The Problems And Dangers Of Lead


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The Problems & Dangers Of Lead

 

Lead has long been recognised as a harmful environmental pollutant. There
are many ways in which humans are exposed to lead and most of the time we may
not even be aware of it. Airborne lead enters the body when an individual
breathes in lead particles or swallows some lead dust. Until recently, the
most important airborne source of lead was automobile exhaust.

Since 1975, there has been a 95 percent reduction in the use of lead in
gasoline due to the Environmental Protection Agency's Phased own Program and
the replacement of older cars with newer cars that require the use of
unleaded gasoline. Seeking out sources of lead in the household and
surrounding areas can be crucial in safeguarding your family members,
especially children and pets. It has now been determined that the effects
from lead paint, household dust, lead crystal and some imported pottery.

Children are considered to be at the greatest risk of exposure because
they have such intimate contact with the environment. Their faster metabolism
causes them to eat more for their body weight and to breathe faster.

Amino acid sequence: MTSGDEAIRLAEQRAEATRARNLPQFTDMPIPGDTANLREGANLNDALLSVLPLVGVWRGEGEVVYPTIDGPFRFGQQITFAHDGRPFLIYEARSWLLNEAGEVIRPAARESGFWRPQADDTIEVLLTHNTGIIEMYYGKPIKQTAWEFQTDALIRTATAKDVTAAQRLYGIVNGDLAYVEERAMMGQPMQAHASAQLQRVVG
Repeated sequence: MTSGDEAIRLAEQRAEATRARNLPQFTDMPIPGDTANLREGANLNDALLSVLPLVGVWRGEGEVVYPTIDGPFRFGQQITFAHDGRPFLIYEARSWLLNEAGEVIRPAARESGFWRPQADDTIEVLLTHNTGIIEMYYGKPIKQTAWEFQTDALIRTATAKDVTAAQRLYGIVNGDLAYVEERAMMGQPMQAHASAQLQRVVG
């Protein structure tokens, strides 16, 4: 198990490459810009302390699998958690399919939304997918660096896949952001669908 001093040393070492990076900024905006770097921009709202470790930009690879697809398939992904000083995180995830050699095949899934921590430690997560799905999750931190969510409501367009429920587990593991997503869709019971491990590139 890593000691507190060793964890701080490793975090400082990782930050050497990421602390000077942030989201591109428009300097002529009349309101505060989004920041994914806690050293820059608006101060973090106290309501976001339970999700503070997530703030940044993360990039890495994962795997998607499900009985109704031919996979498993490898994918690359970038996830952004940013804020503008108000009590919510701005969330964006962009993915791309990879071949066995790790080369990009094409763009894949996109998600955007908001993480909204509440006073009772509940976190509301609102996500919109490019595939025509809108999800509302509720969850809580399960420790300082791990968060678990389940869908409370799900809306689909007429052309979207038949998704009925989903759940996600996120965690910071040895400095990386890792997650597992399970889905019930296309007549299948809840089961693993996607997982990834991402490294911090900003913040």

Children also tend to play and breathe closer to the ground where lead
dust concentrates. They are also likely to put their hands in their mouths,
which can bring lead just directly into their bodies.

Parents can take several steps to help protect their children from the
effects of lead within the home environment. Cover peeling or exposed paint
with wood panelling or vinyl wallpaper. Stripping off the paint will release
more lead into the environment, and a new coat of paint can itself peel,
re-exposing the paint beneath it.

Also, lead and lead salts are toxic to pets. Pets are naturally curious
and are prone to claw, scratch and pick at peeling materials. To minimise the
risk to your pet, watch what they pick up in their mouths! These toxic lead
salts can be found in such common things as insecticides and linoleum.

Be careful when doing any kind of remodelling such as removing old
paint, replacing linoleum on floors, counters, etc. Keep pets and children
away from work sites and building materials. Properly dispose of any leaded
materials and remove them promptly from the premises.

Know the possible signs of lead poisoning, vomiting, diarrhoea,
abdominal pain, lack of appetite, irritability, listlessness, hysteria or
convulsions. When a pet shows gastrointestinal as well as neurological
symptoms, lead poisoning could be the culprit and you should contact the vet
as soon as possible.

Many water mains are still made of lead, so household water should be
tested for lead content. If lead is present in the water, allow it to run for
a few minutes before using it. Use cold or bottled water to prepare foods or
infant's formula because hot water tends to leech more lead. Iron deficiency
anaemia is a common problem among one and two year olds that predisposes them
to eating non food substances and causes them to absorb more of the lead
taken into their bodies.

If lead exposure is suspected, consult your health department about
appropriate removal and clean-up procedures. Also, people who may have been
exposed to lead or lead dust recently should have the lead levels in their
blood tested by their doctor or local health department.





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